The National Penitentiary

For sometime I have wanted to visit the national penitentiary, but was never sure how to go about it. Back in December the son of the one of the ladies that attends our church was arrested. She started visiting her son every week and soon learned all the in's and out's. She invited me to go along and visit her son. I was anxious to go along because I also knew two guys from Las Delicias that had been arrested about a year ago. When we arrived, there were three long lines of people at the entrance waiting to see their loved ones on the other side. Most of them were women. Some of them had husbands, others sons and boyfriends that they were coming to see. The women were rowdy and boisterous, some were weaseling their way ahead of others trying to get to the front of the line. Some of these women no doubt were connected to gangs and organized crime. The penitentiary allows visitors to spend the night at the prison over the weekend so some were prepared to spend all Saturday and leave on Sunday.
Finally at about 8 am soldiers showed up to begin allowing the people to proceed to the next checkpoint. They looked into our bags to see if we were carrying any contraband. Corruption rules at the prison. With the right connections and some money anything goes.
After the soldiers check us through. Everybody walks about a hundred yards or so to the main door to the penitentiary. There they have to pass another inspection and receive a visitors number and pass.
The lines quickly grow at the main gate.
After being handed a small metal plate with my visitors number engraved on it and my arm marked and stamped with my visitors number, I had to step into a small room for a pat down. Once I was cleared I passed on it to the main facility. The prison is divided up into different sections. There is the minimum security area, where criminals are waiting to be processed, and then there is the maximum security where the "big boys" go. There, they only get out of their cells two hours a day, the rest of the time they are locked down. The guys I was going to see were in the minimum security area. Once I reached the gate for their section a guard checked the number marked on my arm with the number engraved on my plate and then waved me on in. This is what it looks like as you enter. The two men in the picture are Rafael and Noel, two guys from Las Delicias. Rafael was arrested for illegal transportation of arms and Noel for breaking and entering.
Inside this "little village" of prisoners are what they call modular. Two story buildings that are filled with dorm halls. Each modular has a prisoner that is the "boss" of that particular modular. He demands money from the prisoners for whatever he wants and for any privileges the prisoners may want. If they don't pay up they usually have to work menial tasks and lose privileges.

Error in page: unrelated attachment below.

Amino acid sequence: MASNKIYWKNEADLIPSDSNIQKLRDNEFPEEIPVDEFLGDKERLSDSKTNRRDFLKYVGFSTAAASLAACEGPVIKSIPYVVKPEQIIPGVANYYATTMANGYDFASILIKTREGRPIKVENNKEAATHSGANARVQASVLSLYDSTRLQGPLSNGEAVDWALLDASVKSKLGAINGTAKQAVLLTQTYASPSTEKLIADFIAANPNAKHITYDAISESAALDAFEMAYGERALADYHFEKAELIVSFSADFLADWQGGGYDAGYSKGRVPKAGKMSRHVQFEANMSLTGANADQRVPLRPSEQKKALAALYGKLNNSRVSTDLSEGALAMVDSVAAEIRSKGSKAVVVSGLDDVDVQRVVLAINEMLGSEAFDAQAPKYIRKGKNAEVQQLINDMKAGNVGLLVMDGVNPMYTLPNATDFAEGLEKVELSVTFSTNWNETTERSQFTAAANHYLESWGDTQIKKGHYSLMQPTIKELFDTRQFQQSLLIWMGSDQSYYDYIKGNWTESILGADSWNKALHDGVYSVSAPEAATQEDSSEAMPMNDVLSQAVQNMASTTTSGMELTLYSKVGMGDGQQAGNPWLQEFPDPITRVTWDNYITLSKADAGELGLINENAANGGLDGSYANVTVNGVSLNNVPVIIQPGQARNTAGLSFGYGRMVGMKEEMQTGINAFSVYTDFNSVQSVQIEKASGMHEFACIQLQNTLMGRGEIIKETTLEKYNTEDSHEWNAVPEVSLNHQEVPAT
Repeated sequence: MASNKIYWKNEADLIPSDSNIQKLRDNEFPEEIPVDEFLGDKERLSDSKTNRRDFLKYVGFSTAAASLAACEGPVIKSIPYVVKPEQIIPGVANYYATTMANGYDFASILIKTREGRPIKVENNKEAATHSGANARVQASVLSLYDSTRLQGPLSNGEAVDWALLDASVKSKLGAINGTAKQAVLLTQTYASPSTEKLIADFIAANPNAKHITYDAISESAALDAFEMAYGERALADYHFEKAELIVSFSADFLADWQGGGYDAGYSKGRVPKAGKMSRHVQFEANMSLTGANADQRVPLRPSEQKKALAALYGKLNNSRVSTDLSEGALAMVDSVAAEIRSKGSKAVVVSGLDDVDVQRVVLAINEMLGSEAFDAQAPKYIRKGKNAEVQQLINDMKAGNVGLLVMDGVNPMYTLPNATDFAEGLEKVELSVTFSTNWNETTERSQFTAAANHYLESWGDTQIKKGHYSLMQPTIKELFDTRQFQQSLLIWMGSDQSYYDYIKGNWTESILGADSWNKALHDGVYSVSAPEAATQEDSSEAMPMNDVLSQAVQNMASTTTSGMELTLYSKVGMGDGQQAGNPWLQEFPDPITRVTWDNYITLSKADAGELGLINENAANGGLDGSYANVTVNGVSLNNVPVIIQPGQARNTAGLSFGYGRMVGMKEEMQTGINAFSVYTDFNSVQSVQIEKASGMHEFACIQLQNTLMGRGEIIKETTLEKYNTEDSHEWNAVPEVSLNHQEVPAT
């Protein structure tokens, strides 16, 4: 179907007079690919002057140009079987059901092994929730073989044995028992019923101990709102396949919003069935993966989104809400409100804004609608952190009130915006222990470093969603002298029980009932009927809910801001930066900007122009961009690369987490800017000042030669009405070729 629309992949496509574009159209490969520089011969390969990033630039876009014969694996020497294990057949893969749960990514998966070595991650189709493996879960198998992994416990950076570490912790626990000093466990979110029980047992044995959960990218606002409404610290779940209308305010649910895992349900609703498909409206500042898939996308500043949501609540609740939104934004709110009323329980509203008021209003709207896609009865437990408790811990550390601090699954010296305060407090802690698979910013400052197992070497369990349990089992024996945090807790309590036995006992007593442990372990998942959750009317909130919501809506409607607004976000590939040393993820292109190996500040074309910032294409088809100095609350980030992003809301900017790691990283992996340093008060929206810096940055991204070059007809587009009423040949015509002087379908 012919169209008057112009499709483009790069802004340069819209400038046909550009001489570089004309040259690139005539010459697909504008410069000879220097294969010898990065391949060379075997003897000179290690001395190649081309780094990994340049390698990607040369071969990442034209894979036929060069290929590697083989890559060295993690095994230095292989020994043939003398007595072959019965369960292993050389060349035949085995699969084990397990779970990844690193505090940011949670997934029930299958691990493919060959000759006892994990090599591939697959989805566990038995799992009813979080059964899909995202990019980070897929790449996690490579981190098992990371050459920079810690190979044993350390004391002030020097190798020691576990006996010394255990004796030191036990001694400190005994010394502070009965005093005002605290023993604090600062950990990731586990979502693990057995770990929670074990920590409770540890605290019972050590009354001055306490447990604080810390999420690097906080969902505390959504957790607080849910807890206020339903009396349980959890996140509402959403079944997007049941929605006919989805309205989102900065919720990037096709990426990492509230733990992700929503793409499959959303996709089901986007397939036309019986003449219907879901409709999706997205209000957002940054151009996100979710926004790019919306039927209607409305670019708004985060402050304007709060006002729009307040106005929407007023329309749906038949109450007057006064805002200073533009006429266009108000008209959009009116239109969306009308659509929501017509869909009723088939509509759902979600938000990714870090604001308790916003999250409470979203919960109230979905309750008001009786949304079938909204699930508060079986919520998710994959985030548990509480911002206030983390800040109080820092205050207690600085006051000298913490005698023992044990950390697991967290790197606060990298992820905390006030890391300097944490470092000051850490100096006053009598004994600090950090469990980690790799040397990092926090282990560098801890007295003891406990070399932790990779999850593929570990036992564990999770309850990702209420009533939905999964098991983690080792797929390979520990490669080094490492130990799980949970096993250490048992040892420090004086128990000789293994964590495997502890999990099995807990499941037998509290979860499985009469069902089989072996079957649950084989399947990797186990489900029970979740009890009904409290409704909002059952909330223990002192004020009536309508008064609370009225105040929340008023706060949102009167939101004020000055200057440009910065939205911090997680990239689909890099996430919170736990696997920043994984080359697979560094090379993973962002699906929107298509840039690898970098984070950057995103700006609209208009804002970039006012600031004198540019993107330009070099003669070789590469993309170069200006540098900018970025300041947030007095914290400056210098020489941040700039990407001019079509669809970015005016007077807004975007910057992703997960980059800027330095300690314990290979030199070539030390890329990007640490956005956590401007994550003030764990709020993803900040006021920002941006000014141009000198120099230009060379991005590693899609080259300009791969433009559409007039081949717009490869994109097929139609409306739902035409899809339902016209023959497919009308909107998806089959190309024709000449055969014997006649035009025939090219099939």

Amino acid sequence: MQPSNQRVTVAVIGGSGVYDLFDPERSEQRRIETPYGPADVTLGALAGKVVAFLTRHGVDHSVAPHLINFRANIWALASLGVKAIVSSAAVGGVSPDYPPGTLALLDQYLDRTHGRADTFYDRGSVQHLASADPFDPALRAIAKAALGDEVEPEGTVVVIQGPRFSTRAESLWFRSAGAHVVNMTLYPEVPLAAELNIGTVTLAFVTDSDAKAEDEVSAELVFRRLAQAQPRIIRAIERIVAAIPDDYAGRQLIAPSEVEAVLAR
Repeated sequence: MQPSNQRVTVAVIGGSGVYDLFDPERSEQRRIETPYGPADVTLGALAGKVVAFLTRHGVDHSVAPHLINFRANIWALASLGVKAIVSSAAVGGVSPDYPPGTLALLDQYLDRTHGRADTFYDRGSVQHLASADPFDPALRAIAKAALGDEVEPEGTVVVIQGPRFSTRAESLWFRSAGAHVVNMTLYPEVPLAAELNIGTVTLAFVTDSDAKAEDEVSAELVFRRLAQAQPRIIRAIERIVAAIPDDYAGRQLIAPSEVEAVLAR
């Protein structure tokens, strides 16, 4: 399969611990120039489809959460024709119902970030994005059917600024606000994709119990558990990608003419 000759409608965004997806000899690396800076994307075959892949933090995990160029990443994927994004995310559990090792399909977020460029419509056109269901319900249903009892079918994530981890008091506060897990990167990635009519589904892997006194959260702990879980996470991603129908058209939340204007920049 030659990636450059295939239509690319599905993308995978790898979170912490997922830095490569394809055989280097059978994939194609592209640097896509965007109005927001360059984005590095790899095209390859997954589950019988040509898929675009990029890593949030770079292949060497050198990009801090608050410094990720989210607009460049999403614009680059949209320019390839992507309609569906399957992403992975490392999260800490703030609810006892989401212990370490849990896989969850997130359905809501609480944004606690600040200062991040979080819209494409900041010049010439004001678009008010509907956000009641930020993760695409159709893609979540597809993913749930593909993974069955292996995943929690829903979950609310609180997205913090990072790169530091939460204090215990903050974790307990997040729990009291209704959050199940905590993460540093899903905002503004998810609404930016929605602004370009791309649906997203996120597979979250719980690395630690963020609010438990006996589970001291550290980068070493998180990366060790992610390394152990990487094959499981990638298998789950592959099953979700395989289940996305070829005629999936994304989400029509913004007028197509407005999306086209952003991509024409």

In between the modulars are sitting areas, soccer courts, and small streets. The prison also has three or four chapels that are run by different church groups, there are also workshops where prisoners make shoes, belts, hammocks and wood products.
The modulars have wings of dorm halls. Each halls houses about forty or so prisoners. Inside the hall three tier bunks are divided off with thin wood boards creating little rooms for the three prisoners in that bunk. Here is Rafael's room. He sleeps on the very top bunk. If he wants a lower bunk with more privacy and comfort he has to pay the "boss" of his hall. He doesn't have the money so he stays at the top.
Rafael has learned to survive and pay off "the boss" by making and selling hammocks. It was very interesting to see how they weave the different designs by hand into the hammocks. I think he said he makes three or so a week.
This prisoner has been here for 15 years!! He said none of his family has ever come to see him. He pays his "boss" by shining shoes.
Some of the men make wooden hammock chairs. They sell for about $40.
The guys took me all around the complex. It was nothing what I expected. I thought it would be much worse and extremely dangerous. But all the prisoners roam free in this area from 7 am until 4pm. They keep it pretty clean and organized. They even have little gardens with corn and beans growing around the buildings.
Here is a little pond where they grow Tilapia.
Criminals in this complex range from thieves, and murderers, to rapists, drug traffickers and extortionists. In matter of fact just a few weeks ago a serial rapists escaped from this complex. He terrorized parts of Tegucigalpa and attacked several girls. He escaped police on one occasion by slipping into a sewer drain. Weeks later he was captured prowling around in Southern Mexico. 
 Help us pray about starting a ministry in the prison. We have been invited to come and give classes and preach to the prisoners in one of their chapels. We want God's direction. Also pray for Rafael and Noel as they finish out their sentences. They are soon to have their hearings.
 

2 comments:

wayne said...

We will be praying about this opportunity. I will be sharing this with our church to pray.

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